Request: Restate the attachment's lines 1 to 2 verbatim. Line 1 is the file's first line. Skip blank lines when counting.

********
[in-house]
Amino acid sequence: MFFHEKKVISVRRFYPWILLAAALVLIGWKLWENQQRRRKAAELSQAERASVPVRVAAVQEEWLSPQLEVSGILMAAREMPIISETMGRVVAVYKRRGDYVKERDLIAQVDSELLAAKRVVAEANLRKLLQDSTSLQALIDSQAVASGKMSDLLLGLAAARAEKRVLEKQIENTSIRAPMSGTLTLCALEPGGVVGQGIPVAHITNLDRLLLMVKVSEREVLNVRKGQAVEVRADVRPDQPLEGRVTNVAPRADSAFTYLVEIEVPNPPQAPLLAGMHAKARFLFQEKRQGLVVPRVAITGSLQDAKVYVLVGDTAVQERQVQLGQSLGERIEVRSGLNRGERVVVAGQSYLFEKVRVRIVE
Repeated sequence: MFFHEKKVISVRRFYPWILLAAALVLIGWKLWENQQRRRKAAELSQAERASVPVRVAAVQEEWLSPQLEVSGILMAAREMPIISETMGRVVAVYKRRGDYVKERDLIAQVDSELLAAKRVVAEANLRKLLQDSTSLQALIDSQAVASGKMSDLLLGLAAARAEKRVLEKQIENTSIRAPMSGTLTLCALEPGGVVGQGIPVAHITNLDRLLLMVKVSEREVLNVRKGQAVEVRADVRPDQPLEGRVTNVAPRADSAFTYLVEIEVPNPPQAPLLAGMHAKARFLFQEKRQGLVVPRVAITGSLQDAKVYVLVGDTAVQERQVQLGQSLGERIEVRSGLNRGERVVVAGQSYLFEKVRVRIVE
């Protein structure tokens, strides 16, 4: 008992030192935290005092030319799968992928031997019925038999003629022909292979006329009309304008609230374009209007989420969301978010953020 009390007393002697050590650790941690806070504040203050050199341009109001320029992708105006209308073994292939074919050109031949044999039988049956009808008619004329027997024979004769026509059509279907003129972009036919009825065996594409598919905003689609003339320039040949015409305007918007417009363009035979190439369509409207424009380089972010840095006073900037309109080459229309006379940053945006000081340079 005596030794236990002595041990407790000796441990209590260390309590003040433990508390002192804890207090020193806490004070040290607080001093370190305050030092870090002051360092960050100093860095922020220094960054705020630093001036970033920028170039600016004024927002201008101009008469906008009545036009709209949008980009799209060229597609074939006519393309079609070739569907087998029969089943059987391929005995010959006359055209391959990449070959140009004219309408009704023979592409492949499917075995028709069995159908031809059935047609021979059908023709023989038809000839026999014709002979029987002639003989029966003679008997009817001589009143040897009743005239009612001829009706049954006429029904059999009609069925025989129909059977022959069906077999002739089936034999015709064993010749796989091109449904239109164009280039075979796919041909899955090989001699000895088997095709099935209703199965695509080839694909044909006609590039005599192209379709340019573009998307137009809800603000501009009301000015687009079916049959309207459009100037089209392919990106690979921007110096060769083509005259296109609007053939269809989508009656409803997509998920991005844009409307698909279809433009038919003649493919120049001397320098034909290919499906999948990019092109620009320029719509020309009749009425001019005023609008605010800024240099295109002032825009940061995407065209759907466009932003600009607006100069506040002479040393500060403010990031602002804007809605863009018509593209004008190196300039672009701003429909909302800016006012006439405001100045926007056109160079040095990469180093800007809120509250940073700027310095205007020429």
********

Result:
[in-house]
Amino acid sequence: MFFHEKKVISVRRFYPWILLAAALVLIGWKLWENQQRRRKAAELSQAERASVPVRVAAVQEEWLSPQLEVSGILMAAREMPIISETMGRVVAVYKRRGDYVKERDLIAQVDSELLAAKRVVAEANLRKLLQDSTSLQALIDSQAVASGKMSDLLLGLAAARAEKRVLEKQIENTSIRAPMSGTLTLCALEPGGVVGQGIPVAHITNLDRLLLMVKVSEREVLNVRKGQAVEVRADVRPDQPLEGRVTNVAPRADSAFTYLVEIEVPNPPQAPLLAGMHAKARFLFQEKRQGLVVPRVAITGSLQDAKVYVLVGDTAVQERQVQLGQSLGERIEVRSGLNRGERVVVAGQSYLFEKVRVRIVE